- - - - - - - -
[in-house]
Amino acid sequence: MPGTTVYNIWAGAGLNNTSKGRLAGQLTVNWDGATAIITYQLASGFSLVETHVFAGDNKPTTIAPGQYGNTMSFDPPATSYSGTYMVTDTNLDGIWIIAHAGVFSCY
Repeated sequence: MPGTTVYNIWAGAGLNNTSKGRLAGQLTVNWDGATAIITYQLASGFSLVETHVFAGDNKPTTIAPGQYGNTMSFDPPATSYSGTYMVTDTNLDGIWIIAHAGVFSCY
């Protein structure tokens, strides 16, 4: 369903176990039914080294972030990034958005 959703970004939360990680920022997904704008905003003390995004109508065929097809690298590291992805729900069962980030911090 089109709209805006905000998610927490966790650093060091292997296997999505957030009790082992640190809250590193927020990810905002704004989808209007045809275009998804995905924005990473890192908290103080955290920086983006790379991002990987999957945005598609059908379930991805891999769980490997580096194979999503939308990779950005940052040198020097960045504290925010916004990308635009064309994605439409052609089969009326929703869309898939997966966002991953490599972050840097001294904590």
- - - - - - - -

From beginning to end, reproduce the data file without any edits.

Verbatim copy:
[in-house]
Amino acid sequence: MPGTTVYNIWAGAGLNNTSKGRLAGQLTVNWDGATAIITYQLASGFSLVETHVFAGDNKPTTIAPGQYGNTMSFDPPATSYSGTYMVTDTNLDGIWIIAHAGVFSCY
Repeated sequence: MPGTTVYNIWAGAGLNNTSKGRLAGQLTVNWDGATAIITYQLASGFSLVETHVFAGDNKPTTIAPGQYGNTMSFDPPATSYSGTYMVTDTNLDGIWIIAHAGVFSCY
């Protein structure tokens, strides 16, 4: 369903176990039914080294972030990034958005 959703970004939360990680920022997904704008905003003390995004109508065929097809690298590291992805729900069962980030911090 089109709209805006905000998610927490966790650093060091292997296997999505957030009790082992640190809250590193927020990810905002704004989808209007045809275009998804995905924005990473890192908290103080955290920086983006790379991002990987999957945005598609059908379930991805891999769980490997580096194979999503939308990779950005940052040198020097960045504290925010916004990308635009064309994605439409052609089969009326929703869309898939997966966002991953490599972050840097001294904590």